Whether to “catch-and-release” or “keep your limit” when angling for the coveted Cheat River trout is a debate almost as old as fishing itself. It is a quarrel that currently rages as strong as ever. Thankfully for the open-minded angler, the Cheat River watershed offers opportunities for both!
For many anglers, obtaining their sustenance through fishing is a spiritual connection to nature. At the same time, this reduces fishing pressure on other remote destinations, which can improve those fisheries. Although the term “put-and-take” appropriately suggests that trout are “put” there to be “taken”, a 6 trout per day creel limit is in place on most trout water (consult the WVDNR Fishing Regulations for laws specific to your waters of interest). And, although conditions may not be conducive to trout reproduction, they may be suitable for trout survival throughout the year. One such destination would be Big Sandy Creek at Bruceton Mills.
Catch-and-Release (C&R) fisheries provide a completely alternate experience. While they may be stocked to bolster numbers, these waters often boast high water quality and support natural reproduction within the watershed. They must be accessible to the public, and often times are located in remote areas such as state or national forests. The remote setting and pristine water quality provide a unique opportunity to allow natural processes to dominate the ecosystem and to demonstrate how places relatively untouched by human society function. In WV, these waters often have restrictions on the types of lures that can be used, limiting them to only artificial lures made of materials like feathers, metal, plastic, or wood such as spinner baits or “flies” and they limit the number of barbed hooks that may be used.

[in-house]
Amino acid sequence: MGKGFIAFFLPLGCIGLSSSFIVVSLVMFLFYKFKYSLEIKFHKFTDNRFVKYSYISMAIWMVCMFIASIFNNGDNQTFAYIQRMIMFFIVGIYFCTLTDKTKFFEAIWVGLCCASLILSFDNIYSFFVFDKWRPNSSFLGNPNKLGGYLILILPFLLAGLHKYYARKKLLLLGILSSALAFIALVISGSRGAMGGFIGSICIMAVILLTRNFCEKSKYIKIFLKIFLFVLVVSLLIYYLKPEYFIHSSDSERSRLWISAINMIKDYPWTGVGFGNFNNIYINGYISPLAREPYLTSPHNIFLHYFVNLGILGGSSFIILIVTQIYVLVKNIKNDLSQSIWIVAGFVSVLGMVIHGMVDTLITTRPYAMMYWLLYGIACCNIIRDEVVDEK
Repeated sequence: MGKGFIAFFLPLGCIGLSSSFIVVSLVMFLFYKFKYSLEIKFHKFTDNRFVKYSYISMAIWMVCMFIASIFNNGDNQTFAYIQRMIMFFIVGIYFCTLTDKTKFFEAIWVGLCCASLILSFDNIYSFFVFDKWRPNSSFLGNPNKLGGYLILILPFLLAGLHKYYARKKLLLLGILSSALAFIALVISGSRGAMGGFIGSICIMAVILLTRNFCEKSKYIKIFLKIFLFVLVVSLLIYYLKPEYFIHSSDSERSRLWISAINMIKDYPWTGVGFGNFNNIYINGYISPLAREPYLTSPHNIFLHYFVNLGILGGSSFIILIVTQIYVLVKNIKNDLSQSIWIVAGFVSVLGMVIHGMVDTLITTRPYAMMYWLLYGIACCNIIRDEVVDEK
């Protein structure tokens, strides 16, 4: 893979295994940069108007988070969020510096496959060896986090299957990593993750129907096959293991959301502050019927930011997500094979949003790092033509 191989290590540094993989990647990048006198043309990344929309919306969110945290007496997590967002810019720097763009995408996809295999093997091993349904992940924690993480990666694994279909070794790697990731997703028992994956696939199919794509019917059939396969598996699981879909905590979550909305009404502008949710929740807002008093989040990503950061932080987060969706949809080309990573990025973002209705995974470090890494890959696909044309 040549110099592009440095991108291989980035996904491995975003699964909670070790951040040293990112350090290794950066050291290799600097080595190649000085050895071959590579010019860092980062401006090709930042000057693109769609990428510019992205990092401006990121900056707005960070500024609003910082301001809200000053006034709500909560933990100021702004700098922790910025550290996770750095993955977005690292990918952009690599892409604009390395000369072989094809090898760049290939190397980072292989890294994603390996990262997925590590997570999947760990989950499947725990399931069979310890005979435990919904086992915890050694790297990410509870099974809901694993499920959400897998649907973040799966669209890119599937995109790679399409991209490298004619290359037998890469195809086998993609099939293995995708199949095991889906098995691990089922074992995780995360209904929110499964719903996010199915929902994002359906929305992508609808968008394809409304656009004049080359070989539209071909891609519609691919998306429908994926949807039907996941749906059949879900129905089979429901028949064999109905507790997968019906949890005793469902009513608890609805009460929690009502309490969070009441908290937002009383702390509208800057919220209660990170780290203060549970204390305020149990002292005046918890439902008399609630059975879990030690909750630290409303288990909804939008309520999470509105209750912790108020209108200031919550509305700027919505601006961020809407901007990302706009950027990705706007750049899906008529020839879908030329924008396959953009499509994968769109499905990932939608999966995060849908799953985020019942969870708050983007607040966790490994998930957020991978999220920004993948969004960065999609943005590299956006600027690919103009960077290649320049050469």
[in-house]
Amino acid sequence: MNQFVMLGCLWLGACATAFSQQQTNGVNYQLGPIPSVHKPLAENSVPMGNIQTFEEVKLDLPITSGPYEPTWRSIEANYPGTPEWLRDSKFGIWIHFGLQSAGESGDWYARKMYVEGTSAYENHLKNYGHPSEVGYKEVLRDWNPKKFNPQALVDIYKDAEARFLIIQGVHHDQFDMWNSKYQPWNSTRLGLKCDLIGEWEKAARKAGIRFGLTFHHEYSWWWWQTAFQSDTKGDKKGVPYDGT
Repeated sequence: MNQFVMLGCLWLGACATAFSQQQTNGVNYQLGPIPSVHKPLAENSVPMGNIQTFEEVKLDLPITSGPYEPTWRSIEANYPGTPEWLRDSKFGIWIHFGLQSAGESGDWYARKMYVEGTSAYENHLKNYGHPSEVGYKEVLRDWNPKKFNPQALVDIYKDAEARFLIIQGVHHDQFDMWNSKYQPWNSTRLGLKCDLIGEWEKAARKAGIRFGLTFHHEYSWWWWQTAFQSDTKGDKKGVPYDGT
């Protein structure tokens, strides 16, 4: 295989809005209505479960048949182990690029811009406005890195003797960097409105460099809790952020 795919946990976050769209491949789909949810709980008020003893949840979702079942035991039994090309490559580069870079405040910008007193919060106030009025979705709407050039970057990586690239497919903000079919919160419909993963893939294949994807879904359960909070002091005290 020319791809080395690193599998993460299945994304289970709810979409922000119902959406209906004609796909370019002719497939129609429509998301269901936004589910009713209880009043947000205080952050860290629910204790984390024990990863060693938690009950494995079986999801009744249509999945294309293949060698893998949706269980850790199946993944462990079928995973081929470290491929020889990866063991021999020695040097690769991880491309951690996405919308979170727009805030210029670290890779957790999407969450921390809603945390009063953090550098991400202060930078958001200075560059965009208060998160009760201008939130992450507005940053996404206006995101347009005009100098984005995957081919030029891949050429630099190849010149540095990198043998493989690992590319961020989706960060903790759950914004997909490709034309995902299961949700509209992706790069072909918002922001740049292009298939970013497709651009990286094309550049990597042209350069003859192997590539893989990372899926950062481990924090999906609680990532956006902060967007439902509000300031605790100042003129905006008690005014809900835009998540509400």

Because many fishermen are interested in catching trout to eat, C&R streams generally have lower fishing pressure compared to put-and-take waters. The remote setting often adds to the difficulty in traversing the terrain, further reducing fishing pressure (especially the farther you get from the parking lot). Because C&R regulations require the fish to be returned to the water at-once and they are often high quality streams with diverse food webs, combined with the reduced fishing pressure, these areas provide unique opportunities for catching trophy trout. This makes them popular with fisherpeople targeting larger, mature fish. To maximize the likelihood the fish will survive, employ a net and leave the fish in the water while removing the hook and only take it out to take a quick photo (if then)! A section of Blackwater River beginning at Blackwater Falls is designated C&R trout fishing water.
An extension of this form of regulation would be “Fly-fishing Only” waters. These waters are typically all C&R in West Virginia, but they limit equipment used to that which is appropriate to fly-fishing. Fly-fishing is widely regarded as a more primitive form of fishing when compared to more modern creations like open- or closed-faced reels. Therefore, fly-fishing is also generally considered more difficult than its counterparts, because it takes a greater deal of effort to make an effective cast, to match the local food sources, and ultimately land a fish. Attend a local Trout Unlimited meeting and consult with peers about these streams; they are highly coveted.
To ensure that these fisheries are here for future generations, it is important to follow the regulations on the specific waters we fish. Biologists carefully determine which waters receive stockings, their stocking rates, and which receive special regulations for diversified opportunities. Consult the WV Department of Natural Resources for fishing regulations, lists of trout stocked waters, stocking schedules, lists of special regulation waters, and contact information for DNR Biologists and District Offices. The US Forest Service Ranger District offices are good sources of information for our National Forests. Visit Trout Unlimited for more information regarding local waters. Regardless of whether you catch-and-release every fish, remember to limit you keep to safeguard this precious natural resource.